Azerbaijan said on Tuesday that it had launched a military operation against an Armenian enclave inside its territory, raising fears of an expanding armed conflict in a fragile region in which the interests of Russia, Turkey and Western countries are increasingly colliding.
The Azerbaijani Defense Ministry said in a statement that its forces had launched “local anti-terrorist” operations in the breakaway region of Nagorno-Karabakh, aiming to “disarm and secure the withdrawal of Armenia’s armed formations” from its territory. The country’s foreign ministry issued what appeared to be an ultimatum, declaring that only the “dissolution” of the unrecognized pro-Armenian government in the area would “achieve peace and stability.”
The defense ministry also said that it had been using high-precision weapons to target what it said were Armenian firing points and other military facilities in the area.
As Azerbaijan’s military pressure mounted, the breakaway authorities issued a statement, asking Azerbaijan’s leaders in Baku, the capital, to cease hostilities and begin talks.
Unverified video footage from the region showed explosions and the buzzing sound of a drone, a weapon that Azerbaijan used to devastating effect when it last fought, and defeated, Armenia in a 44-day war over Nagorno-Karabakh in 2020.
“At this moment the capital Stepanakert and other cities and villages are under intensive fire,” the region’s pro-Armenian government, the unrecognized Republic of Artsakh, said in a statement, describing Azerbaijan’s actions as the start of a “large-scale military offensive.”
Nikol Pashinyan, the prime minister of Armenia, said: “Armenia does not participate in military operations, and I want to note once again that the Republic of Armenia does not have an army in Nagorno-Karabakh,” according to the Russian news agency Tass. “At present, we will not take any rash actions,” he added.
Following the 2020 war that ended with the recapture of most of the region by Azerbaijan, Russia stationed 1,960 peacekeepers to defuse tensions around the last remaining area not controlled by Baku. However, distracted by its continuing invasion of Ukraine, Moscow has been unable to keep the situation under control as an emboldened Azerbaijan kept increasing its foothold by putting the only road that links it with Armenia under its firm control.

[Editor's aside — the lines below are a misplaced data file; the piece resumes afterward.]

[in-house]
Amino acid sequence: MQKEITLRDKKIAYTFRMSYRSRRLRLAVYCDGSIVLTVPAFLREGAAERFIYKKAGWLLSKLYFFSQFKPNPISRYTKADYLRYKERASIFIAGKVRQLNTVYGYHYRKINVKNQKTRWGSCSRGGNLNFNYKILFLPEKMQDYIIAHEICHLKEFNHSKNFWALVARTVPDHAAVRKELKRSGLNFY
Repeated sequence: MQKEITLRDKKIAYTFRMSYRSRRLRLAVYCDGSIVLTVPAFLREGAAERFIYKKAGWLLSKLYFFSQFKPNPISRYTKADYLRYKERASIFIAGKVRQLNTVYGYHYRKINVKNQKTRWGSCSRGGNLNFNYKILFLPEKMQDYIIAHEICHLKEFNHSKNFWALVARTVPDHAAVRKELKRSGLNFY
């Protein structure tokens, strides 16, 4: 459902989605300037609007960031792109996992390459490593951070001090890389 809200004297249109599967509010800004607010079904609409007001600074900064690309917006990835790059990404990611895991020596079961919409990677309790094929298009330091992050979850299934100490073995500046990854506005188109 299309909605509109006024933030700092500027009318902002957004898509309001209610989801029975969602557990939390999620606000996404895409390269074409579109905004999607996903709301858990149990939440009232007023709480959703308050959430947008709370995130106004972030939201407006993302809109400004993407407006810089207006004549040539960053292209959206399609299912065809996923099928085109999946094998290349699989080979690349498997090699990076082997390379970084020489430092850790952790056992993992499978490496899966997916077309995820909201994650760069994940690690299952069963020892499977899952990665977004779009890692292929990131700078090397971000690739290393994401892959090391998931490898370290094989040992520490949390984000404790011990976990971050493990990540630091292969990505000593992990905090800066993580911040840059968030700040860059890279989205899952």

In a phone interview from a hospital in Stepanakert, Gegham Stepanyan, the republic’s human rights ombudsman, said that the situation was “very difficult” as the Azerbaijani army attacked along the entire line of contact with artillery and drones.
“As of now, we have information about two dead and 11 people injured as a result of the attack,” said Mr. Stepanyan. “People are being brought from various towns and villages.”
Much remained unclear on Tuesday, including the intensity of the fighting and the actions of Russian peacekeepers stationed in region.
Internationally recognized as part of Azerbaijan, the mountainous part of Karabakh is a separatist-controlled area that has an overwhelmingly Armenian population. The 2020 war there ended in a Russia-brokered cease-fire that allowed Azerbaijan to take control of most of the territory that Armenia had captured in a yearslong war in the 1990s. That war followed the dissolution of the Soviet Union, of which both countries were a part.
As part of the deal, Russia deployed about 2,000 peacekeepers to maintain stability in the area where tens of thousands of Armenians remained — but which, under international law, was part of Azerbaijan.
Ever since, Azerbaijan has insisted that it was due full control of all of Nagorno-Karabakh under the 2020 peace deal. It has demanded that the ethnic Armenians there either submit to Azerbaijani governance or depart, while increasingly blocking overland traffic between Armenia and Nagorno-Karabakh. Armenia has condemned Azerbaijan’s demands as a form of ethnic cleansing, while Russia has appeared powerless to de-escalate tensions.
Now, the specter of a new war between Armenia and Azerbaijan is emerging as an embarrassment for the Kremlin, which is failing to keep the peace between two former Soviet countries as it focuses on its war on Ukraine. On Monday — just a day before Azerbaijan launched its attack — the Russian Foreign Ministry said it saw “gradual improvement of the humanitarian situation” in the region and voiced optimism that Armenia and Azerbaijan were interested in a “normalization” of relations.
But a new war would also pose challenges for the United States and the NATO alliance. Azerbaijan’s closest ally, Turkey, is a NATO member. Armenia has a military alliance with Russia, while Mr. Pashinyan has sought to deepen Armenia’s ties with the West. In the 2020 war, there was widespread disappointment in Armenia that Russia did not come to the country’s aid more assertively.
According to Aleksander Iskandaryan, a political scientist in Yerevan, Armenia, the current attack is not just “a small-scale escalation aimed at making an impact on peace talks.”
“Nothing like that happened since the 2020 war,” Mr. Iskandaryan said in a phone interview. “The question is whether Azerbaijan wants to capture the entire Karabakh and squeeze Armenians out of there.”
Since the end of that war, Azerbaijan and Armenia have been engaged in high-level talks to end the conflict and sign a peace agreement. The negotiations have been brokered by Moscow and Western countries, but have been stalled with the sides unable to agree on key issues, including the fate of Karabakh Armenians and the precise contours of the borders between the two countries.